I was first exposed to entrepreneurship when I worked alongside entrepreneurs at a large professional services and consultancy firm. Working hand in hand with entrepreneurs to refine their business plans, plan their growth and acquisition strategy, I discovered the drive, vision and ambition that was required to build a business from the ground up. What sometimes bugged me is that by the time we knew the business more extensively, it was time to move on to another mandate due to the transactional nature of our services, playing just a key role at a particular junction in their growth story. But, I wanted more. I wanted to see what was next in their journey.

One day, I decided it was time for me to transition from corporate finance advisory to an in-house financial planning & strategy position at an ecommerce startup. A Montreal-based company had just raised a large round of financing and one of the founders, whom I had met a year before, reached out asking if I would be interested in such a position. I packed my bags and left my job in the UK to move back to Montreal and start in a hip, yet foreign startup environment.

A foreign new territory

On my first week in the startup ecosystem, I was bombarded with information and ideas. It was “sink or swim” from the get-go as certain goals and expectations are set for you with little guidance on how to get there. Things just needed to get done, and it was up to me to figure it out. That’s when I truly understood one of the challenges in the startup world, you don’t necessarily have historic data or benchmarks when building something new, you can’t simply target an improvement versus the prior year. You need to make educated decisions, define what success is and learn to fail fast.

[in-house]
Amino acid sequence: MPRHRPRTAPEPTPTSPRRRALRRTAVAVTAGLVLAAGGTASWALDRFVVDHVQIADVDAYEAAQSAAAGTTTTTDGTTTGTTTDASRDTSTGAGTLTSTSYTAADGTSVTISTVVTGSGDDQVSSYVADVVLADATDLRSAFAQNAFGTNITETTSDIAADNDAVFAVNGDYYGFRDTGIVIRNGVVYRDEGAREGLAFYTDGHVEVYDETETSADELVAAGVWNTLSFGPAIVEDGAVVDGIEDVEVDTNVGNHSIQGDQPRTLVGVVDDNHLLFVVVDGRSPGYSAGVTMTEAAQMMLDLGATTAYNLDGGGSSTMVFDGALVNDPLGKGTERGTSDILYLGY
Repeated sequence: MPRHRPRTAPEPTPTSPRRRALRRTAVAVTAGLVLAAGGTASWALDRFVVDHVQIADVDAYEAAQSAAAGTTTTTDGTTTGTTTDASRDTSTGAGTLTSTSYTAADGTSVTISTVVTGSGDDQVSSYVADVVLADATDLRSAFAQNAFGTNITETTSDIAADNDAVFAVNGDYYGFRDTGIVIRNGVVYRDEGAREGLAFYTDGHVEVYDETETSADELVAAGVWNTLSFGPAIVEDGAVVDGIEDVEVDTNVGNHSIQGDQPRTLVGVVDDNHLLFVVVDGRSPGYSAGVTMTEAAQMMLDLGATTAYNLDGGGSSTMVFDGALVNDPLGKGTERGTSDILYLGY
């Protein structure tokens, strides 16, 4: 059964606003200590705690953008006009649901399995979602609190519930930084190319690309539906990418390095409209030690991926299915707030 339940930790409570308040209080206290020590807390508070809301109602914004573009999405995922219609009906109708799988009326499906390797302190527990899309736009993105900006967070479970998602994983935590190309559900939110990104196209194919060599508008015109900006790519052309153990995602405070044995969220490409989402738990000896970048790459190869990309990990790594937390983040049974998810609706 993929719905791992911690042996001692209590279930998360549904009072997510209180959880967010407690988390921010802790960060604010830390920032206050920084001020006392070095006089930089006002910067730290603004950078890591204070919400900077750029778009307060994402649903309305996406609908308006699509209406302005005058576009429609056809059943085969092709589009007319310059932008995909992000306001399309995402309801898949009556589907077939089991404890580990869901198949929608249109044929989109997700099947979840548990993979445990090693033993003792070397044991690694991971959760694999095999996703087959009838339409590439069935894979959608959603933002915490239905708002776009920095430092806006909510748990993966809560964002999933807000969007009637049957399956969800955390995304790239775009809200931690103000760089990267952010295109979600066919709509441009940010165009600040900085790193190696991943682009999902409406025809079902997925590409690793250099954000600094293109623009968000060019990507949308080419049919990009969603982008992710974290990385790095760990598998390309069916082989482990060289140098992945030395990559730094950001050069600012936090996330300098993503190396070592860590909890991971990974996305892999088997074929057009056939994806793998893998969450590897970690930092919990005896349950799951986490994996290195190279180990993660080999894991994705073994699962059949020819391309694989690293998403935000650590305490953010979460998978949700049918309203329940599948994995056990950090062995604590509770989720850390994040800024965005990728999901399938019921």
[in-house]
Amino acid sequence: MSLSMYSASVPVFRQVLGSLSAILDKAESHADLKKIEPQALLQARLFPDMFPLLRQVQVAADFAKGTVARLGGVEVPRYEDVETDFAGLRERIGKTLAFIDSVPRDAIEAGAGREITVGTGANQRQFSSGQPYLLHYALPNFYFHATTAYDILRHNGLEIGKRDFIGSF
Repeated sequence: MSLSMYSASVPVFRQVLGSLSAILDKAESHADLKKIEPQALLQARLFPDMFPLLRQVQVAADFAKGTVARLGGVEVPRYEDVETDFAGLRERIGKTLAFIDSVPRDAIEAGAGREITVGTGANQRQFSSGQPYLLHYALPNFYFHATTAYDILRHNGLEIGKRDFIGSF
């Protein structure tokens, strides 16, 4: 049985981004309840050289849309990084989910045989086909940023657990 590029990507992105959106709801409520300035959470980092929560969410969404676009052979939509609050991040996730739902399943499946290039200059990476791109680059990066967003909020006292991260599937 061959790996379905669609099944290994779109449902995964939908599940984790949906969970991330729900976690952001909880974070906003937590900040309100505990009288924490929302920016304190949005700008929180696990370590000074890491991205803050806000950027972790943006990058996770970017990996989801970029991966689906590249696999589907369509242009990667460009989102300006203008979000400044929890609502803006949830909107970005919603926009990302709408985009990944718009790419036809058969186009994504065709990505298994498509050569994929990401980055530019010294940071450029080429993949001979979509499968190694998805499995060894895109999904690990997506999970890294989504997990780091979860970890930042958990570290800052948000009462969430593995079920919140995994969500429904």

In well-established, mature companies, the decision-making process can be lengthy. In smaller organizations, not so much. In a startup, you can simply walk to the founder’s office and have a five minute discussion to make a decision as opposed to setting up meetings two weeks out with a committee to get an approval. On the other hand, in a company that is perhaps 1/100th the size of a larger organization, risks and failures aren’t as costly. That being said, as small organizations grow, more structure is needed and detailed planning is necessary. It is, however, key to keep a quick and agile decision making decision process as it is one of the strengths of fast growing businesses.

Adjusting to the pace

One year in a fast growing business feels like several in real life. Although everything continues to go very fast and new challenges constantly arise, it’s increasingly important to take the time to step back and plan where you want to be in 6, 9, 12 and even 18 months, using data as much as possible to drive decision-making. You learn that you can’t buy experience but can definitely accelerate your learning curve when failing and succeeding fast in the startup ecosystem. My prior consultancy job was key to learning best practices, solid work ethics and a robust methodology but you learn how to grow and operate a fast-growing business on a day-to-day when working in a startup.

That’s where I am right now in my startup journey; there is never a dull moment and this environment continues to surprise me with its speed of innovation. At TrackTik, I’ve been able to enjoy a different sort of innovation too: how a software company is reshaping and injecting new life to the physical security service industry. If you’re up for a startup challenge like no other, then come join our team at TrackTik.

Originally posted on LinkedIn

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Written by:

Francois Deschamps
VP Finance